End your day at the Raohe Night Market located at the other side of the river. This night market packs in a plethora of eats as well as ready-to-wear apparel. Nearest MRT: Songshan Station
Day 3 – Modern and Hipster Taipei
After two whirlwinds days exploring the city’s main attractions and also doing a day trip to Yehliu and Jiufen, your third day can be spent just chilling and exploring the more hipster side of the city. Taipei offers plenty for shopaholics out there and some up-and-coming neighborhoods offer a great counterpoint to characterless shopping malls.
Start your day with some coffee from Fujin Tree 353 Cafe in Fujin Street – probably the most hipster area in Taipei. You’ll find plenty of quirky restaurants and boutiques with equally quirky people patronizing them. Even if you are not looking to buy anything, Fujin Street is also a great place for a stroll, being one of the rare tree-lined streets in the city. Opening hours: 9:00 to 21:00, daily
Continuing on with quirky things, head over to Huashan 1914 Creative Park. What used to be a winery has been converted into a creative space attracting writers, moviemakers and even painters. There is always an exhibition going on in here which is worth checking out. You’ll also find a lot of local crafts and independent stores within the vicinity. Do note that the park is actually quite spread out and you’ll find the stores and exhibition areas in different buildings within the complex. It may not be an ideal place to visit whenever it’s raining. For tech geeks, you can continue on to Guanghua Digital Plaza for all your IT needs. Taiwan is a major manufacturer of computers and hardware. Opening hours: 9:30 to 21:00, daily / Nearest MRT: Zhongxiao Xinsheng Station
Pause for lunch at the famous Lin Dong Fang (#274, Section 2, Bade Road) for some delicious beef noodles before continuing on to Daan Forest Park for some r&r. The namesake metro station – Daan Forest Park – is an attraction in itself with curved glass curtain walls and plenty of art installations. One metro stop away is the Kishu An Forest of Literature where you’ll be transported to another world with its Japanese style bungalow. Opening hours: 10:00 to 18:00, Tuesday to Sunday
While you are in the general vicinity, check out Heiankyo (165 Shida Road, open 12:30PM to 7:30PM except Tuesdays) for some traditional and modern matcha-based desserts. My personal favorites are the matcha canele (the first time I’ve seen one) and the rich and flavorful match ice cream. The venue is highly authentic, replete with a mini Japanese rock garden outside and interiors mimicking a traditional tea house.
Even those who have no interest in reading will probably be awed by the interiors of the Koo Chen Fu National Library (inside the National Taiwan University). Designed by Japanese architect, Toyo Ito, the reading room is made up of over 88 white columns that creates something like a forest out of minimalism. Admission is free but do note the library closes slightly earlier, at 5PM, during weekends.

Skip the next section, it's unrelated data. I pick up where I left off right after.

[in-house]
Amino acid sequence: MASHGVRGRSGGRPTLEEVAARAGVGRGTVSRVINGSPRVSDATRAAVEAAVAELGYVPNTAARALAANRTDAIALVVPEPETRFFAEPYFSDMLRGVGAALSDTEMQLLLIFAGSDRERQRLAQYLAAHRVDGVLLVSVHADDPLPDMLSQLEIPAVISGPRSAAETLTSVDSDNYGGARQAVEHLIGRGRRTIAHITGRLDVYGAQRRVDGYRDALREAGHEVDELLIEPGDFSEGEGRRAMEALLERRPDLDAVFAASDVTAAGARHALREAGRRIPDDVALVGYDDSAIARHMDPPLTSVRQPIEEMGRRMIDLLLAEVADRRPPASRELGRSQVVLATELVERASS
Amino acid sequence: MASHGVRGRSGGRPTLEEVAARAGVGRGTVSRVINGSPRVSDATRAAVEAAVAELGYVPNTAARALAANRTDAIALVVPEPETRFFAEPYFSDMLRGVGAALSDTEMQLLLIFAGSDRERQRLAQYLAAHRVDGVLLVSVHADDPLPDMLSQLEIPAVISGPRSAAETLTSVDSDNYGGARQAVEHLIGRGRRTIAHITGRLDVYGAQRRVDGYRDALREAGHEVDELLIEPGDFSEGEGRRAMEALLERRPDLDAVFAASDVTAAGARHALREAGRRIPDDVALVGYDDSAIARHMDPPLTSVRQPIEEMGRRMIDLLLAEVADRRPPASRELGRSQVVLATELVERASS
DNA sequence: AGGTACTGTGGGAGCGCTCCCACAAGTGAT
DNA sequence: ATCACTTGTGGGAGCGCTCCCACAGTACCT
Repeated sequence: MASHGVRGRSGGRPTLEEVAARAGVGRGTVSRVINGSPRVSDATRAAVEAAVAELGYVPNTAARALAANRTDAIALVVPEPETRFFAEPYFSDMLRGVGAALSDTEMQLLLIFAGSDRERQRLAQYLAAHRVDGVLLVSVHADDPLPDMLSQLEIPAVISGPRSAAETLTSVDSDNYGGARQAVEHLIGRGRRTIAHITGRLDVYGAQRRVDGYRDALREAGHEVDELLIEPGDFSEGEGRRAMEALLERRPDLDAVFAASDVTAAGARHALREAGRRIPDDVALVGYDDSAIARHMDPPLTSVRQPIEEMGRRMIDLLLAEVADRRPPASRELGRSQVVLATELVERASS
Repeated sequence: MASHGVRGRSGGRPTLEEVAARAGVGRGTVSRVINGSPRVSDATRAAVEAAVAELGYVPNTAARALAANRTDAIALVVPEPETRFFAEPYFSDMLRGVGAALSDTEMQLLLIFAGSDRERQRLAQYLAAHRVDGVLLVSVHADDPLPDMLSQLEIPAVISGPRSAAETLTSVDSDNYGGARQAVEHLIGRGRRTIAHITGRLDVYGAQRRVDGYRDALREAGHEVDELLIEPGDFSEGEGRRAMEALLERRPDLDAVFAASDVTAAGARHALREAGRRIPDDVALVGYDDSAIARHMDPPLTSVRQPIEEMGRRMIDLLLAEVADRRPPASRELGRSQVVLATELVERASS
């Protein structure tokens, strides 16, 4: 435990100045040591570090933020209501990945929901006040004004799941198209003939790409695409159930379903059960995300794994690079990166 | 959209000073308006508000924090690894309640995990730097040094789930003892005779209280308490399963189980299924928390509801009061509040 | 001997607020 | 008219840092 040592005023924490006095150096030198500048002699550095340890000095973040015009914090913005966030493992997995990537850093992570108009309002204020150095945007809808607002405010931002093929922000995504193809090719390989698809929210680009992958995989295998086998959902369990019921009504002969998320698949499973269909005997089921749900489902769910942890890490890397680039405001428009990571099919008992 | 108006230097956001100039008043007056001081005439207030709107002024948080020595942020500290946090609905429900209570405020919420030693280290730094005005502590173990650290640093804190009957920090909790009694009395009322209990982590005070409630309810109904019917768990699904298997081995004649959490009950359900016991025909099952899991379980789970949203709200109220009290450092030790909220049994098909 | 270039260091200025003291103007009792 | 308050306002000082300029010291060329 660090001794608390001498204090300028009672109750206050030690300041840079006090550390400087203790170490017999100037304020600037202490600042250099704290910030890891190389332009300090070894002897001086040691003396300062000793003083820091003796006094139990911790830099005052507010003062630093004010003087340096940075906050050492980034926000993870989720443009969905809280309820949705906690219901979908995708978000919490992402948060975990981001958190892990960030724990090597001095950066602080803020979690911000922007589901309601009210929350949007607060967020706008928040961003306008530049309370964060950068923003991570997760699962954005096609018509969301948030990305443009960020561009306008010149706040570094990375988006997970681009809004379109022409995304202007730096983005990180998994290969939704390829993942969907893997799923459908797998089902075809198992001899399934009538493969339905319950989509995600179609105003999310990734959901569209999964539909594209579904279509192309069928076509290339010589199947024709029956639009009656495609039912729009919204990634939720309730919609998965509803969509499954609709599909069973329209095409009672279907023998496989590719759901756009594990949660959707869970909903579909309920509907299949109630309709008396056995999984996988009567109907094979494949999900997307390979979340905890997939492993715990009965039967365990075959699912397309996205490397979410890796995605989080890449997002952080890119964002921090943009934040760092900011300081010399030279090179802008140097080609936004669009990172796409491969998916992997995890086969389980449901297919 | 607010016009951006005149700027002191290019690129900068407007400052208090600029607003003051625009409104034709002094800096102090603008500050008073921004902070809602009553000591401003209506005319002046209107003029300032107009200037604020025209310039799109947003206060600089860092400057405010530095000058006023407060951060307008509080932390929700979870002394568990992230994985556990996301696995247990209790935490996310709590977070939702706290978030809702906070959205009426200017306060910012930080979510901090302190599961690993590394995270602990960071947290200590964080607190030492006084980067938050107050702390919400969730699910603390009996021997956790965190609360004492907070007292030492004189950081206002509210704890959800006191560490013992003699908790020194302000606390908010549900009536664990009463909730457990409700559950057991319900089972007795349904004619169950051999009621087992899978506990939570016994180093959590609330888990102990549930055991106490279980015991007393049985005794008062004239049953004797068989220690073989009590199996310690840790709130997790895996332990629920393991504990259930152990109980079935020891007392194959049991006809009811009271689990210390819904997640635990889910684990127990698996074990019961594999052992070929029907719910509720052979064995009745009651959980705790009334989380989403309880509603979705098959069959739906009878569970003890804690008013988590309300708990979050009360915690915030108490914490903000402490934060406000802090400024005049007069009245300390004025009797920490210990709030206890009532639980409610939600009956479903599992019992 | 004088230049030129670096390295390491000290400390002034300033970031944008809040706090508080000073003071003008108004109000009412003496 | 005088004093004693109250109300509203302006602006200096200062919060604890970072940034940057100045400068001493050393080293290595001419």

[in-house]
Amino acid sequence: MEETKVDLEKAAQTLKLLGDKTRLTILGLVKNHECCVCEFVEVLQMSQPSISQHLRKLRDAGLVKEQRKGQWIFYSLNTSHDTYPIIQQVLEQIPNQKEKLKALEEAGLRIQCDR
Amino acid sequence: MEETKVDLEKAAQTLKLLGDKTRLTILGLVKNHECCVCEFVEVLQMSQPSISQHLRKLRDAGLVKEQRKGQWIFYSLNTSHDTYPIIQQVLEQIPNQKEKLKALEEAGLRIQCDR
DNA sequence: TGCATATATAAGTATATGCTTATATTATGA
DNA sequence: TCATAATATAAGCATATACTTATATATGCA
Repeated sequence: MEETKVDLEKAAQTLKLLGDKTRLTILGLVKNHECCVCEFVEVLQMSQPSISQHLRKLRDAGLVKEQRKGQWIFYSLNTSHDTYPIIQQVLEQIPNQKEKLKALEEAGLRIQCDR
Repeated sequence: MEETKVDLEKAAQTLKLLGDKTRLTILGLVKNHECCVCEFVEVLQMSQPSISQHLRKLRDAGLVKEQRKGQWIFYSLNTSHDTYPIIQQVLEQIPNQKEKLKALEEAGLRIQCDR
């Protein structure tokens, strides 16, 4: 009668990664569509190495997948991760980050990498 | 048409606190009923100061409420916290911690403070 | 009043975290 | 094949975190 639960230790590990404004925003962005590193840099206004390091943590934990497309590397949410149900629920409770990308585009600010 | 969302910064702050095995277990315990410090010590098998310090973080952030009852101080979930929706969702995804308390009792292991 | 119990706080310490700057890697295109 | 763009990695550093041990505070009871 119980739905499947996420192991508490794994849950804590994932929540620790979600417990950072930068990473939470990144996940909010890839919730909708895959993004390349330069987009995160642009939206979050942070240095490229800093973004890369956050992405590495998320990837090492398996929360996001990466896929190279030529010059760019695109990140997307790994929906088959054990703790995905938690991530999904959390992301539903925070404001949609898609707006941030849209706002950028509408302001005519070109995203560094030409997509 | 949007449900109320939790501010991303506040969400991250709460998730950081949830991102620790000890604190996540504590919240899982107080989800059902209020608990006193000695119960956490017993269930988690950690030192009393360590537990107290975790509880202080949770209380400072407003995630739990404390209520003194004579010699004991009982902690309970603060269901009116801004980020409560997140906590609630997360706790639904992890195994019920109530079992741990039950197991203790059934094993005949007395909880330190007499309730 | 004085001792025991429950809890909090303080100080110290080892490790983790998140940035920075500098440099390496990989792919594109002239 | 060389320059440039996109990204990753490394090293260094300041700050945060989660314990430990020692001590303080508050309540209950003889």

Spend the late afternoon at Dihua Street, a colonial era part of town that has been rejuvenated with plenty of traditional shops. You’ll find Chinese medicine stores interspersing with cafes, antique shops as well as the odd art studio. Opening hours: 10:00 to 22:30, daily / Nearest MRT: Shuanglian Station
End the day at Shilin Night Market, undoubtedly Taipei’s biggest and most well-known night market. The place is known for local delights such as stinky tofu as well as oyster mee sua so make sure to come with an empty stomach. Opening hours: 15:00 to 1:00, daily / Nearest MRT: Jiantan Station
Getting to Taipei from Taoyuan International Airport
- Available 24 hours. Taxis cost roughly TWD 1,000 to 1200 from the airport to the city center. Alternatively, you can book here for private car transfers at around 15 to 20% cheaper than taxis. If there are 3 to 4 persons in your group, this option is recommended over public transport or the MRT.
- The relatively new Taoyuan Airport MRT gets you from the airport to Taipei Main Station in roughly 37 minutes. The price is TWD 230 per person. You can buy tickets online at a discount here.
- You can also take one of several airport buses that stop in Taipei’s main station. In case you’re arriving in Taipei past midnight and don’t wish to spend on taxis, take the #1819 Kuo Kuang bus. It costs TWD 125.
Travel Tips for Taipei
- Best time to visit Taipei: It is between October to March when the days are relatively cool. Even during the “depth of winter” in January, temperatures rarely fall below 10 degrees celsius. Summer is between June to September and it can get really humid in the city. That being said, summer is the best time to visit the city if you wish to see the city with sunshine. This is especially helpful if you wish to climb Elephant Mountain for instance and witness a nice sunset blanketing the city. Taipei is notoriously known for its prolonged cloud cover. It’s one of the least sunniest capitals in the world!
- Travel Insurance: In these uncertain times, it may be wise to get travel insurance before traveling to Taiwan. I typically buy from Worldnomads due to the relatively extensive coverage of their insurance plans. If you reside in Singapore, check out Starr Travelead, one of the cheapest travel insurance. They have a promotion that comes with S$10 cash rebate that helps to cover the insurance cost.
- Changing Money in Taipei: If you come from Singapore and are armed with Singapore Dollars, you might find the rates in DBS (the local Taipei branch) quite competitive. For folks from elsewhere who are bringing in USD, you can change money in the airport. The spread is slightly less than 1%. In the city, it is advisable to change money at large banks such as Bank of Taiwan.
- Transport Passes: If you foresee yourself taking buses and the subway in Taipei, it is advisable to purchase their local transport pass – the Easycard. You get 20% discount for public transport rides in Taipei. It also works in Kaohsiung’s public transport system as well as for supermarket, convenience store and other places. At the end of your trip, you can refund any unused amount with a mere TWD 20 service charge.
Where to stay in Taipei
Taipei has a plethora of accommodation options but the city is most well-known for its boutique hotels – some of which have “branches” throughout the capital. I personally enjoyed staying at citizenM Taipei Northgate with its high-tech rooms and beds situated just next to the window with panoramic views of the city. The property is also 5 minutes walk to the airport MRT station and 15 minutes walk to Ximending. Alternatively, the Shangri-la’s Far Eastern Plaza Taipei offers the best panoramic views of the iconic Taipei 101. You can also check out more Taipei hotels HERE to compare for the best prices.